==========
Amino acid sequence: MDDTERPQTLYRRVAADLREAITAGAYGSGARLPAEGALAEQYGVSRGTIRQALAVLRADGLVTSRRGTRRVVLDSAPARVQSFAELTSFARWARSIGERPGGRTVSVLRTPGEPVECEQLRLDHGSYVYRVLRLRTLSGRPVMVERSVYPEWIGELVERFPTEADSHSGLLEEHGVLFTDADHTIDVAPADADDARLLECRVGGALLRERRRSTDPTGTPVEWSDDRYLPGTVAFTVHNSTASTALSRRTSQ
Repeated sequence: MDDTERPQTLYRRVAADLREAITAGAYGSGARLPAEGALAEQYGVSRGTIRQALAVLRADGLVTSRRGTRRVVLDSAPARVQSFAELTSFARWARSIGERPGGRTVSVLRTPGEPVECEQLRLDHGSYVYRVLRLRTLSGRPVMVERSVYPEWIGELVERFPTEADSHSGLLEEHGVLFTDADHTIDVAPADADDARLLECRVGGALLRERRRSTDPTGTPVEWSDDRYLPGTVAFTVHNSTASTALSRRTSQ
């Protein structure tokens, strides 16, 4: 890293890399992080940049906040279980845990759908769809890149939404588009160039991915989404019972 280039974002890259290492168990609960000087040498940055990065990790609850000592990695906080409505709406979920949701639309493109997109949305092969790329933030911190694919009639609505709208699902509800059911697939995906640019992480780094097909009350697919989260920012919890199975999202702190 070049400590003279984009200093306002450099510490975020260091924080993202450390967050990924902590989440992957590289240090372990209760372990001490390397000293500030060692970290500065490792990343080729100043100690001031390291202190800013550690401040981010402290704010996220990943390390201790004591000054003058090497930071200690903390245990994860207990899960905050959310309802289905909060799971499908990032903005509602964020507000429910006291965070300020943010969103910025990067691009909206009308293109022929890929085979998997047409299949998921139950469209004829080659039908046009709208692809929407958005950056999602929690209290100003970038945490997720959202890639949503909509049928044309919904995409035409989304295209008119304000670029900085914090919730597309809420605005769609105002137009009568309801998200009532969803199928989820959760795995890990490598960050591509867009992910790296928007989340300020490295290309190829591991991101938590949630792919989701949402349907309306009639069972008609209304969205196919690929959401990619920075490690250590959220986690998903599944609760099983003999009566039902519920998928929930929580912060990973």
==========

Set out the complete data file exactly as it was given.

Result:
Amino acid sequence: MDDTERPQTLYRRVAADLREAITAGAYGSGARLPAEGALAEQYGVSRGTIRQALAVLRADGLVTSRRGTRRVVLDSAPARVQSFAELTSFARWARSIGERPGGRTVSVLRTPGEPVECEQLRLDHGSYVYRVLRLRTLSGRPVMVERSVYPEWIGELVERFPTEADSHSGLLEEHGVLFTDADHTIDVAPADADDARLLECRVGGALLRERRRSTDPTGTPVEWSDDRYLPGTVAFTVHNSTASTALSRRTSQ
Repeated sequence: MDDTERPQTLYRRVAADLREAITAGAYGSGARLPAEGALAEQYGVSRGTIRQALAVLRADGLVTSRRGTRRVVLDSAPARVQSFAELTSFARWARSIGERPGGRTVSVLRTPGEPVECEQLRLDHGSYVYRVLRLRTLSGRPVMVERSVYPEWIGELVERFPTEADSHSGLLEEHGVLFTDADHTIDVAPADADDARLLECRVGGALLRERRRSTDPTGTPVEWSDDRYLPGTVAFTVHNSTASTALSRRTSQ
């Protein structure tokens, strides 16, 4: 890293890399992080940049906040279980845990759908769809890149939404588009160039991915989404019972 280039974002890259290492168990609960000087040498940055990065990790609850000592990695906080409505709406979920949701639309493109997109949305092969790329933030911190694919009639609505709208699902509800059911697939995906640019992480780094097909009350697919989260920012919890199975999202702190 070049400590003279984009200093306002450099510490975020260091924080993202450390967050990924902590989440992957590289240090372990209760372990001490390397000293500030060692970290500065490792990343080729100043100690001031390291202190800013550690401040981010402290704010996220990943390390201790004591000054003058090497930071200690903390245990994860207990899960905050959310309802289905909060799971499908990032903005509602964020507000429910006291965070300020943010969103910025990067691009909206009308293109022929890929085979998997047409299949998921139950469209004829080659039908046009709208692809929407958005950056999602929690209290100003970038945490997720959202890639949503909509049928044309919904995409035409989304295209008119304000670029900085914090919730597309809420605005769609105002137009009568309801998200009532969803199928989820959760795995890990490598960050591509867009992910790296928007989340300020490295290309190829591991991101938590949630792919989701949402349907309306009639069972008609209304969205196919690929959401990619920075490690250590959220986690998903599944609760099983003999009566039902519920998928929930929580912060990973």